Although Ray is successful in building new locations, he’s making very little money from it.  When the bank calls and threatens to take away his home because of lack of payments, Ray goes to the bank to try to work a deal.  That fails, but his conversation is overheard by Harry Sonneborn (B. J. Novak), a financial consultant.  Sonneborn agrees to look at Ray’s financial records, and he quickly points out that Ray is going about his business all wrong.  He informs Ray that he needs to be looking at his situation as that as a realtor and NOT a restaurant manager.  By purchasing property, Ray can then lease the land to the new franchises.  Ray can then collect a monthly rent from the lease, and he can threaten to pull the lease and close the restaurant if it fails to maintain his quality standards.  Ray incorporates a new company, Franchise Realty Corporation, and then runs with Sonneborn’s idea.

The idea works beautifully and Ray quickly builds tremendous wealth.  His steady inflow of money allows him to continue purchasing property in cities across the country, greatly expanding the fast food company.  As he grows in power, Ray pushes his ideas against those of the McDonald brothers, becoming more and more defiant against them and their contract.  Since Ray now owns the land, he has leverage against the brothers.  The brothers practically go into shock one day when they see that Ray has renamed his company The McDonald’s Corporation, complete with the “golden arches” as the company’s trademarked logo.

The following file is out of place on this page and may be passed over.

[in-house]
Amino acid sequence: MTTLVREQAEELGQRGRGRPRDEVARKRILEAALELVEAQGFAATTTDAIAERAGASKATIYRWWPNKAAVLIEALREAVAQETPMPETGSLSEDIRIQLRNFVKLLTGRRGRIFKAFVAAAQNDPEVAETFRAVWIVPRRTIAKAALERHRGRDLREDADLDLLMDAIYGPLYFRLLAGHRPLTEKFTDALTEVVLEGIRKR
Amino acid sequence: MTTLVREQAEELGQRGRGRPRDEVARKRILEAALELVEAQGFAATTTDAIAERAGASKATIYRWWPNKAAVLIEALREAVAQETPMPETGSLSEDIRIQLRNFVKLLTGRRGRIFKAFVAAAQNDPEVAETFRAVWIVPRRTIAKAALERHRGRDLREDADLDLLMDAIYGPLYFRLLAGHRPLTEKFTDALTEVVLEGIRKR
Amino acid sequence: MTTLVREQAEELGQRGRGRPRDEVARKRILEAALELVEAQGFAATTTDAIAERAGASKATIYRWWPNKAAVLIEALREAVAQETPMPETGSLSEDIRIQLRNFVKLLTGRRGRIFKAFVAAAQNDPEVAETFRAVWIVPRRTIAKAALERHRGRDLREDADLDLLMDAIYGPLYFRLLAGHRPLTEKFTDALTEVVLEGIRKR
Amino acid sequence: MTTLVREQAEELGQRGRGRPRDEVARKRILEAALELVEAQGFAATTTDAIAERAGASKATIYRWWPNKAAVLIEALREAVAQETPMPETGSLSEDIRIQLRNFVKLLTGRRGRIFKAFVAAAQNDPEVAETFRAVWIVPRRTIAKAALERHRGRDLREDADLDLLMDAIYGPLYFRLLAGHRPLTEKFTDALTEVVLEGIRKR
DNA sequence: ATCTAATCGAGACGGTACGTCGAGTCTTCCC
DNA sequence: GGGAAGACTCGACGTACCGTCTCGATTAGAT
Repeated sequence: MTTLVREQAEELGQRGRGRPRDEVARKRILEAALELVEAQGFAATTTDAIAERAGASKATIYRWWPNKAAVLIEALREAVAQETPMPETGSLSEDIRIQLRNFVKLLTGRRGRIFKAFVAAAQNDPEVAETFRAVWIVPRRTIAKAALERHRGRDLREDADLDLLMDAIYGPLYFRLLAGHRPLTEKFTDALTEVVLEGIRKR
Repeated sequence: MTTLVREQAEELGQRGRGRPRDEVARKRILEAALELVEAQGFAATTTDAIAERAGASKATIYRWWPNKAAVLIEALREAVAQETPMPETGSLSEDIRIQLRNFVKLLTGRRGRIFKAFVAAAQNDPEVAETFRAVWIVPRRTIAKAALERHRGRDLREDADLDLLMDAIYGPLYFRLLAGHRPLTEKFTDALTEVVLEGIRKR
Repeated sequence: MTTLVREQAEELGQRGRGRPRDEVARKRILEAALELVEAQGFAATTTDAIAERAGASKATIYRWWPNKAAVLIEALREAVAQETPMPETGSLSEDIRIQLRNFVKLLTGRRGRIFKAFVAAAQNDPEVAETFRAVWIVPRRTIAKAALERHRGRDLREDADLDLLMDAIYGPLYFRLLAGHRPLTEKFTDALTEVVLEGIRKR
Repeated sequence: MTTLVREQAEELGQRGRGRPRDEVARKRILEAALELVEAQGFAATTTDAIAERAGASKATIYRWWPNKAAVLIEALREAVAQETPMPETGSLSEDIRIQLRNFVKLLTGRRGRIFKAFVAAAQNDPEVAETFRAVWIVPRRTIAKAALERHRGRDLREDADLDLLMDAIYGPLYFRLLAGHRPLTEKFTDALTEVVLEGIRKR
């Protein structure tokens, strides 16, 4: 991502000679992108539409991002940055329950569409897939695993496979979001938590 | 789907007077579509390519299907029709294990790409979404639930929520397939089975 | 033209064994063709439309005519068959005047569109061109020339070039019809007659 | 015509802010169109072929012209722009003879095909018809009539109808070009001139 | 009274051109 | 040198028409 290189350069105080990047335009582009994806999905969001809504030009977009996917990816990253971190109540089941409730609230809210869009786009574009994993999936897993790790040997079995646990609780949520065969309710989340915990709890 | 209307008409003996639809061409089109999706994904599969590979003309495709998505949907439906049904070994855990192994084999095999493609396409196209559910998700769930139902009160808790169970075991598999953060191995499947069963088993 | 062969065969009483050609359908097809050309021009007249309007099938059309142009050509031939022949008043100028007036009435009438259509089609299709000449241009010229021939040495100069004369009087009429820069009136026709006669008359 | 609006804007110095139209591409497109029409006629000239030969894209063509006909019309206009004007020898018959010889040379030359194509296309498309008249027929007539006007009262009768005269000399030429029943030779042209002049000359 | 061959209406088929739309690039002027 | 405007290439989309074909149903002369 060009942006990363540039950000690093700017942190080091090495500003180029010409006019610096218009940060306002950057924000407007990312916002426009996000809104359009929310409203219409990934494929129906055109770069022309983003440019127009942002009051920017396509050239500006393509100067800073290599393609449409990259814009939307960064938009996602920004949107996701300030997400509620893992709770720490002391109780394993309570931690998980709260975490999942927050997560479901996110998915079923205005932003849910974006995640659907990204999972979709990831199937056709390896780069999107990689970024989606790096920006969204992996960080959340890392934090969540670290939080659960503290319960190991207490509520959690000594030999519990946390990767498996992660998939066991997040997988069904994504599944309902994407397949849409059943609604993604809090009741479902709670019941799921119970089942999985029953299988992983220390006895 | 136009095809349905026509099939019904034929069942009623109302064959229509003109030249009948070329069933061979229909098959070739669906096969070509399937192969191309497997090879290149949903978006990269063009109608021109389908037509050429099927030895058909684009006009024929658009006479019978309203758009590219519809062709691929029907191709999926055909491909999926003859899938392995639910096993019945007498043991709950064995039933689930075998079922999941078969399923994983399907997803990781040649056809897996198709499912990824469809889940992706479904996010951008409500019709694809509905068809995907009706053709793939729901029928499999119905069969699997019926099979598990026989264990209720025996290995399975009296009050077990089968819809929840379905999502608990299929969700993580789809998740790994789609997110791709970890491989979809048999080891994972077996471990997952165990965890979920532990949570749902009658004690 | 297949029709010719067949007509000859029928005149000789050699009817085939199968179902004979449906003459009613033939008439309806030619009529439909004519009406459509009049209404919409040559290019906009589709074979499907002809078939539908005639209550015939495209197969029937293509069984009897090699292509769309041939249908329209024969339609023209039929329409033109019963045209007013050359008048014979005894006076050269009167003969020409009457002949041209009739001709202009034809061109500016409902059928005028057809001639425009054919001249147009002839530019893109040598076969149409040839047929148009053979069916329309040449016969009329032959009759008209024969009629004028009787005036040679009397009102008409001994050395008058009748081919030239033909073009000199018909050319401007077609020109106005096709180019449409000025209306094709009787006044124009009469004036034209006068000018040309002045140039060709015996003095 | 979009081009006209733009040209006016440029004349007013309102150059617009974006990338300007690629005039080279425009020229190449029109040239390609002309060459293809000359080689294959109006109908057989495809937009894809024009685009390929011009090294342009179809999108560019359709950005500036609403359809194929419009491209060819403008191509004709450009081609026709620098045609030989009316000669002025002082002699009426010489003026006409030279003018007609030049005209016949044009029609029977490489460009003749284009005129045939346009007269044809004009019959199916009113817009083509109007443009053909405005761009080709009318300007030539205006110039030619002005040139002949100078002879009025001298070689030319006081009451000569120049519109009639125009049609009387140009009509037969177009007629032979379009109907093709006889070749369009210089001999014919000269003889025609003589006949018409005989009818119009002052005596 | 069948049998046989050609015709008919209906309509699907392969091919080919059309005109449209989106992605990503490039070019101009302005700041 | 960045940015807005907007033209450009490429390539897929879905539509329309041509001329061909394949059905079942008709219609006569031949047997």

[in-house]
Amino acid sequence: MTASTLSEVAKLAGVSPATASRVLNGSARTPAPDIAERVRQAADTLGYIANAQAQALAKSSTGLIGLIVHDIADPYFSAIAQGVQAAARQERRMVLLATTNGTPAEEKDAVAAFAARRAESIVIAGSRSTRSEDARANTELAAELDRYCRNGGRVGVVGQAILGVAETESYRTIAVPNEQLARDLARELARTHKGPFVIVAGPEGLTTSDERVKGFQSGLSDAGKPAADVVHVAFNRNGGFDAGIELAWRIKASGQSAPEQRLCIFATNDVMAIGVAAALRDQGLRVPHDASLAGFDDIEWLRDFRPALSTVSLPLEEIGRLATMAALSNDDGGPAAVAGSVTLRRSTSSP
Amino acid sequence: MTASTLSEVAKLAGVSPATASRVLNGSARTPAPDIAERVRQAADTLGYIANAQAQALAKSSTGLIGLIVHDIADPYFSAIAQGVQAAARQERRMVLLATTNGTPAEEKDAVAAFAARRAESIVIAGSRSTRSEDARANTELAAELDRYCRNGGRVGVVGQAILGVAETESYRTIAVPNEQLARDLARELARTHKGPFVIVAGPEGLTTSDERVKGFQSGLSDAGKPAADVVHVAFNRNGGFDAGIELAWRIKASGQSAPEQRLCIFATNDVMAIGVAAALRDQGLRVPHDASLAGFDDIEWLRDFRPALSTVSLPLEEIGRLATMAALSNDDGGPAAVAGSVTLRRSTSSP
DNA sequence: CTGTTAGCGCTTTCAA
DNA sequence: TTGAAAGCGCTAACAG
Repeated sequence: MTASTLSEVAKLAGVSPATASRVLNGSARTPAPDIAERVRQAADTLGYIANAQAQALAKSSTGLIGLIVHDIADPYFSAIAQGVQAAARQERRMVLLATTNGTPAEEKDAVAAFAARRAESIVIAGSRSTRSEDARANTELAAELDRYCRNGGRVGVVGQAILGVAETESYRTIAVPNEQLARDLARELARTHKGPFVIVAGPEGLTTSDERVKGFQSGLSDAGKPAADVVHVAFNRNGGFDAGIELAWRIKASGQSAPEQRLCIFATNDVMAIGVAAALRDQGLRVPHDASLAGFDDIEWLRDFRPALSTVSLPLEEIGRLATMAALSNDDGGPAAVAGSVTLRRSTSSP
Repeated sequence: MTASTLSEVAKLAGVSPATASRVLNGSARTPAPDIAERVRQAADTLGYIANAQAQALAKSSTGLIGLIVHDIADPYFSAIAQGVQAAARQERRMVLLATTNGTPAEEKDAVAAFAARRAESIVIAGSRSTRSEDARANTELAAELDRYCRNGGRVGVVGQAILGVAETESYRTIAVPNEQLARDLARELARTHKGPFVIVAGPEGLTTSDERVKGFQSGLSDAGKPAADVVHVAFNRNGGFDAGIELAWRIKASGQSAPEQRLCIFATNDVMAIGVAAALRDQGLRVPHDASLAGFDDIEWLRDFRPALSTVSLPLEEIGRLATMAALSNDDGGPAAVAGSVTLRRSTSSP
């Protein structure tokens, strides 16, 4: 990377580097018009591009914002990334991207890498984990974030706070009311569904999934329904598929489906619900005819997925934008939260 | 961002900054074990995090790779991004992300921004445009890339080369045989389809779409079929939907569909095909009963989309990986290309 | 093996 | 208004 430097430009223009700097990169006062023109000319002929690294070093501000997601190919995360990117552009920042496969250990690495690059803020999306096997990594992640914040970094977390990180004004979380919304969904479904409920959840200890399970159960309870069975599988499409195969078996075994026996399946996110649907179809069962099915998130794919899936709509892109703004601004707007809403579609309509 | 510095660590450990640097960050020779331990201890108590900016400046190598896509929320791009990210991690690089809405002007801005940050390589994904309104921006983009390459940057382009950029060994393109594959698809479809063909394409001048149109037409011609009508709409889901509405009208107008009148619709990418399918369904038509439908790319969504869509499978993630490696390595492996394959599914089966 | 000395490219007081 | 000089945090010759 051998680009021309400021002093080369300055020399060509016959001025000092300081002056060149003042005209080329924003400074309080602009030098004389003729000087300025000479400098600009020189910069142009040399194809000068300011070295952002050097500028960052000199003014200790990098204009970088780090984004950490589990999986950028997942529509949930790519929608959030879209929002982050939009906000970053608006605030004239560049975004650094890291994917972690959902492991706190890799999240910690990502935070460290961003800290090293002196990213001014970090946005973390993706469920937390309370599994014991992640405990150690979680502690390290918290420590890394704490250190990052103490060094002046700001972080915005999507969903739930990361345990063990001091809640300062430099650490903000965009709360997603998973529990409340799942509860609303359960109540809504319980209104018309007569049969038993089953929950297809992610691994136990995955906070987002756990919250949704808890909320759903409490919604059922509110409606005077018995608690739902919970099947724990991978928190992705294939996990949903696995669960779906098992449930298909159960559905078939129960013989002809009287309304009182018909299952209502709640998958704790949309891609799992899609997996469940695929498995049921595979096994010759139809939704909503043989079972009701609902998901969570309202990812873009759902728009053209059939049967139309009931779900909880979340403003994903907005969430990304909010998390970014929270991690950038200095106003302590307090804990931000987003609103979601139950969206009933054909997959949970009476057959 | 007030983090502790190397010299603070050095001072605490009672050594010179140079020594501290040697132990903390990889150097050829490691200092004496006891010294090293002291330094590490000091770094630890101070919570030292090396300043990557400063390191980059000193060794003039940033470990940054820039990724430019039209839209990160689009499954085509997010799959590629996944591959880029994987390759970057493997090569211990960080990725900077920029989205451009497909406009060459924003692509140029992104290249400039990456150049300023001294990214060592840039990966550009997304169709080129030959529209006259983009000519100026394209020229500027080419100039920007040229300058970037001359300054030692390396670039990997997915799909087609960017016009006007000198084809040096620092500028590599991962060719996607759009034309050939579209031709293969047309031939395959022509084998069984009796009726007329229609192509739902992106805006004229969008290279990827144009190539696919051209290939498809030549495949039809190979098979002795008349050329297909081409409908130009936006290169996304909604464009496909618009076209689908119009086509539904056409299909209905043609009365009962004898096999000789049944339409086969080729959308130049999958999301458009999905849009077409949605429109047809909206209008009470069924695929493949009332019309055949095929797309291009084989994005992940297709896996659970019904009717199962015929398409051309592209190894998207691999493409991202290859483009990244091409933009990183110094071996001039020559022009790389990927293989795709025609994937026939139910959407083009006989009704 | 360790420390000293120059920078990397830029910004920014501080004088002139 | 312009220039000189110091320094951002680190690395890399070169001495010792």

This news, and the fact that Ray wants out of their contract, sends Mac into a diabetic shock.  Ray rushes across the country and visits the brothers in Mac’s hospital room.  He offers them a blank check so they can write any amount that they see fit so that Ray can buy himself out of the contract.  Dick threatens to sue Ray, but Ray points out that he’s the leader of a major national company and can easily hire the best lawyers to tie up the case in court for a long time, something neither brother can afford to do.  It’s over for them, and the easiest solution is to take Ray’s offer to break up the contract.

The brothers agree to end the contract for a total of $2.7 million, ownership of their original location in San Bernadino, and a 1% annual royalty.  When the agreement is written, the royalty is left out of it.  Instead, Ray offers his hand and verbally promises to honor the 1% annual royalty, and both brothers shake on it.  The deal is signed and Ray officially owns the McDonald’s name and business.